A lot of attention is focused on what Obama has and hasn’t done. Even his closest defenders seem to doubt him. An Australian commentator, writing in the Financial Times, summed it up in one sentence: “In 2014 the world has grown suddenly weary of Barack Obama.” I wonder if Obama has not grown weary of Obama. But it’s a mistake to pin the blame just on him. Virtually no one among U.S. leaders has been making alternative proposals that are more sensible. Quite the contrary. There are the warmongers who want him to bomb everybody and right away. There are the politicians who really think it will make a lot of difference who will win the next elections in the United States.”
Is this a case of an empire in decline? Another scholar, James Petras, thinks so. Here’s his take: “the results of contemporary US military interventions and invasions stand in stark contrast with those of past imperial powers. The targets of military aggression are selected on the basis of ideological and political criteria. …Contemporary US intervention does not seek to secure and take over the existing military and civilian state apparatus; instead the invaders fragment the conquered state, decimate its cadres, professionals and experts at all levels, thus providing an entry for the most retrograde ethno-religious, regional, tribal and clan leaders to engage in intra-ethnic, sectarian wars against each other, in other words – chaos…..
The US claims to ‘world leadership’ is based exclusively on failed-state empire building. Nevertheless, the dynamic for continuing to expand into new regions, to militarily and politically intervene and establish new client entities continues. And, most importantly, this expansionist dynamic further undermines domestic economic interests, which, theoretically and historically, form the basis for empire. We, therefore, have imperialism without empire, a vampire state preying on the vulnerable and devouring its own in the process.”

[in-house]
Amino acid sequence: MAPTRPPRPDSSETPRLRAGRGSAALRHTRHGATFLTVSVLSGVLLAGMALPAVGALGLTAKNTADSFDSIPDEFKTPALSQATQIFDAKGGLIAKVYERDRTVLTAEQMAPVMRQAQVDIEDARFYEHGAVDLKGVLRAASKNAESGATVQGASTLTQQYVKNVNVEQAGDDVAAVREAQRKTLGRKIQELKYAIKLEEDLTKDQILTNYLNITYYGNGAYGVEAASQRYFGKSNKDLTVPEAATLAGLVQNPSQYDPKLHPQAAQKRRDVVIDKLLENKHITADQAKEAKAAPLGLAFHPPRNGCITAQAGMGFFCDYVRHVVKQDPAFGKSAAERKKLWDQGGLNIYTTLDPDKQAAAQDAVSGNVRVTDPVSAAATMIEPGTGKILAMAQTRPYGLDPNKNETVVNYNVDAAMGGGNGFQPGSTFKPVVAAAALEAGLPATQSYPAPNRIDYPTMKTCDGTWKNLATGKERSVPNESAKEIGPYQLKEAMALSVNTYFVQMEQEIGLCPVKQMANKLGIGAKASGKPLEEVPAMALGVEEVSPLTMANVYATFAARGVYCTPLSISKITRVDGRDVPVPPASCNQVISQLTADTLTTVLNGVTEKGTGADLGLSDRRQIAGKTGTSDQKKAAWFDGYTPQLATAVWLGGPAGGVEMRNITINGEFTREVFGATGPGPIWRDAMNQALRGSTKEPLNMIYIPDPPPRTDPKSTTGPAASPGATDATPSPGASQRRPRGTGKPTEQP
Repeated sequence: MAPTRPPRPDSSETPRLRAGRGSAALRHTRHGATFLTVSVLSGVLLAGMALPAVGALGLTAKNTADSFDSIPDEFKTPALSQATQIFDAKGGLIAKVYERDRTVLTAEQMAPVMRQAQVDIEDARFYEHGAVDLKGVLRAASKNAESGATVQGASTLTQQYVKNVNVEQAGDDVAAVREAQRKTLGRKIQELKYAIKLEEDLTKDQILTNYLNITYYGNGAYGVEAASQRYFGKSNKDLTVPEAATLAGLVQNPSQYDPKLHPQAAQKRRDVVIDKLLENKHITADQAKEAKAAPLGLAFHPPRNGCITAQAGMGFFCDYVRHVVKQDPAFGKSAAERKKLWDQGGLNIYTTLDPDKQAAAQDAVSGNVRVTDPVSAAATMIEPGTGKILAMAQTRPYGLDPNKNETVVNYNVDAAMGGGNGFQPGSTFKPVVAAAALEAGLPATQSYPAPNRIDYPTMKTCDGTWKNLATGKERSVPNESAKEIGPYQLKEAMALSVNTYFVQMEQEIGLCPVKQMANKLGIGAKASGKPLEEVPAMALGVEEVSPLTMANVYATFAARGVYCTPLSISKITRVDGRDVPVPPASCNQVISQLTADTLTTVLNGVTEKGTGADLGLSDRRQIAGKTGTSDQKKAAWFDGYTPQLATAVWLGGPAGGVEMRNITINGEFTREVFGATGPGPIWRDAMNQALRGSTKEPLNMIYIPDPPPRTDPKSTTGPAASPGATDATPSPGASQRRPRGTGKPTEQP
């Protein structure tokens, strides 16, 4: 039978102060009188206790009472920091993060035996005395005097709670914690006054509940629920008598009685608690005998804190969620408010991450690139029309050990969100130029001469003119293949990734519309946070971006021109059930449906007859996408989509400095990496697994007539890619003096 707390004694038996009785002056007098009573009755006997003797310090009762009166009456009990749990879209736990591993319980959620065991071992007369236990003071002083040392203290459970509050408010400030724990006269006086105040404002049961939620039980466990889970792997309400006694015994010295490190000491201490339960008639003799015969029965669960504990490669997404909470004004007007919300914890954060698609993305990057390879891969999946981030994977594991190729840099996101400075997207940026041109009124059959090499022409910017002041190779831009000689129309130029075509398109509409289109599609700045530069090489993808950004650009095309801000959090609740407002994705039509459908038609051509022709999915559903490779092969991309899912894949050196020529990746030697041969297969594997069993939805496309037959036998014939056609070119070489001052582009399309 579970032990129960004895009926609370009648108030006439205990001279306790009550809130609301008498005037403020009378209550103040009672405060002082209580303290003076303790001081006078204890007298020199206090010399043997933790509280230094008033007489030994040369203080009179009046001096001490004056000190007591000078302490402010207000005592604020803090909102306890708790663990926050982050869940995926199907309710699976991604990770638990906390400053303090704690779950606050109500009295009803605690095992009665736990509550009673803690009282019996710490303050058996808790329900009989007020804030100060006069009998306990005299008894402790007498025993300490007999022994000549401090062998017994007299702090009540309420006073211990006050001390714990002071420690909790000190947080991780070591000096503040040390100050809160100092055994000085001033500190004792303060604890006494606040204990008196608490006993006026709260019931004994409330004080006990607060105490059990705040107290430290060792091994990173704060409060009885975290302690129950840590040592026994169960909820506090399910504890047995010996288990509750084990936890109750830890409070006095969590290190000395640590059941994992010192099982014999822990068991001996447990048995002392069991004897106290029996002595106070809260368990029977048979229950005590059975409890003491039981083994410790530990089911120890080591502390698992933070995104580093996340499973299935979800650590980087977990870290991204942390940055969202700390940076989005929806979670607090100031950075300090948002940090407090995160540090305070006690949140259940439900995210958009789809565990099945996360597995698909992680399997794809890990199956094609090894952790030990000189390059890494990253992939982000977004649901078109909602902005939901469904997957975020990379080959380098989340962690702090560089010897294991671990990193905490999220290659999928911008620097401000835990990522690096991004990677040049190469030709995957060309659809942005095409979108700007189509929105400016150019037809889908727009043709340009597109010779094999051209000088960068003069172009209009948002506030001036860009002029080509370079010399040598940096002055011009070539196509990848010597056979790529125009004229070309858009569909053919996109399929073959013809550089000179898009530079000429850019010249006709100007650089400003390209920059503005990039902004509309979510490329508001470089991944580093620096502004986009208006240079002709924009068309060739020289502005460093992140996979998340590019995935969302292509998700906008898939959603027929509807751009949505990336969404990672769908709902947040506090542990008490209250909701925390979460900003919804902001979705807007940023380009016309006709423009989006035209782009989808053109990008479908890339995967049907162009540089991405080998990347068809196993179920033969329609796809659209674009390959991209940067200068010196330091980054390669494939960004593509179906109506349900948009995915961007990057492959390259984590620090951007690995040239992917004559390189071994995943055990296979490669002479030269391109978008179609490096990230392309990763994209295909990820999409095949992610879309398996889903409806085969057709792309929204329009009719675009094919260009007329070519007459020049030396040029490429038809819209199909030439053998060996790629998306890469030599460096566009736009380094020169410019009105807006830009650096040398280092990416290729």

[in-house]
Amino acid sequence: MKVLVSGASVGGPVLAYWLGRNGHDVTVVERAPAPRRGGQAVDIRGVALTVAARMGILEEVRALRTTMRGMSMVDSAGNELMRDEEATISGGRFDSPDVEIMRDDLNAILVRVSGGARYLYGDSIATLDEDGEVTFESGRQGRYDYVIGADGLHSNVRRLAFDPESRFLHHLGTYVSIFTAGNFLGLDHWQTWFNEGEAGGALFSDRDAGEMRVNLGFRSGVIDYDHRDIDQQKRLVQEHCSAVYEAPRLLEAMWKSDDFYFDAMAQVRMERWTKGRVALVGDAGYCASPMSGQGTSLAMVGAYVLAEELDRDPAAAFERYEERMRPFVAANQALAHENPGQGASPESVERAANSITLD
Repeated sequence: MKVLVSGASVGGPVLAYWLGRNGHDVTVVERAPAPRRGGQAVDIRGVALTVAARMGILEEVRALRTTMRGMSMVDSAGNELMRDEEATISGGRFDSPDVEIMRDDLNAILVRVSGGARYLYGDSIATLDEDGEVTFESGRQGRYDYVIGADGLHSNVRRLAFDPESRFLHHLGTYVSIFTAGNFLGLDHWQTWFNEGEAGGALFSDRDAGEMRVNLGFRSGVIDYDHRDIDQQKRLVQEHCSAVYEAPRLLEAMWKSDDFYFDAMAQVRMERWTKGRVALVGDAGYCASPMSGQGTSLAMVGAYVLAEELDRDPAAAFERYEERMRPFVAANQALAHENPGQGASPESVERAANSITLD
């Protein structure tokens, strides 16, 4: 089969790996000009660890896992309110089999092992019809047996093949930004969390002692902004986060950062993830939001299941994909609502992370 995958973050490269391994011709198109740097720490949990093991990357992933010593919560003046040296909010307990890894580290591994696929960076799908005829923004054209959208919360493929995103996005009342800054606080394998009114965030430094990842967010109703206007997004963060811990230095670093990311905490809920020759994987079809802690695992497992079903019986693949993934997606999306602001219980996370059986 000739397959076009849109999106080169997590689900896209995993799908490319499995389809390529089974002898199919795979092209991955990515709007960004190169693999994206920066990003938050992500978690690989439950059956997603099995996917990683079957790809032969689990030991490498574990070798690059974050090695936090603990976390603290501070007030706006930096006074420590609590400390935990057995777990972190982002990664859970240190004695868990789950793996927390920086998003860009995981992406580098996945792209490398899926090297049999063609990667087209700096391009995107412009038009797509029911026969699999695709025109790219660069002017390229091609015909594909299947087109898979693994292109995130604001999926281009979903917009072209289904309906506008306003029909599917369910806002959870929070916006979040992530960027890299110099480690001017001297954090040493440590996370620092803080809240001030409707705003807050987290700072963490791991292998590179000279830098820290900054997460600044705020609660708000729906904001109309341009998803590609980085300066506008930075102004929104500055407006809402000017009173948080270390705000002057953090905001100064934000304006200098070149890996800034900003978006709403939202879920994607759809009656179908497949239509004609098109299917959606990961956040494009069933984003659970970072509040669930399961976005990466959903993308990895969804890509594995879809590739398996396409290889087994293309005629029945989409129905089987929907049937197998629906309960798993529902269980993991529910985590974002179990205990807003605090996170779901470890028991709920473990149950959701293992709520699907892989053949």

Hmm, that’s a lot to digest, but assume for a moment, he’s on to something, on to recognizing that US military intervention cannot work, and that the only solution is political even if that flies in the face of the convictions and investments by the Saudis and Qataris and Islamomaniacs who only want Assad’s head on a stick, and do not want a settlement that strengthens Syria in any way.
My third favorite scholar who knows the region well, Vijay Prashad, told The Real News Network: “They're unwilling to recognize that a political solution is necessary. This political solution has been on the table for over a year. The previous UN and Arab League envoy, Mr. Lakhdar Brahimi, at several points said that there is sufficient ground to start working toward some kind of settlement. We cannot have a settlement, on the other hand, as long as the Saudis, the Qataris, and others continue to finance the militias inside Syria and you continue to see atrocities on both sides. So a political process is necessary. If the West is serious about tackling the Islamic State, it has to lessen the chaos in Syria.”
That is exactly what US policy is NOT doing. And, that is why the body counts will continue to climb even as we keep hearing terms like “surgical strikes,” and war on “evil.” Its almost as if the US strategists have beheaded themselves when it comes to fashioning a sensible strategy that could work instead of the current one that is guaranteed not to.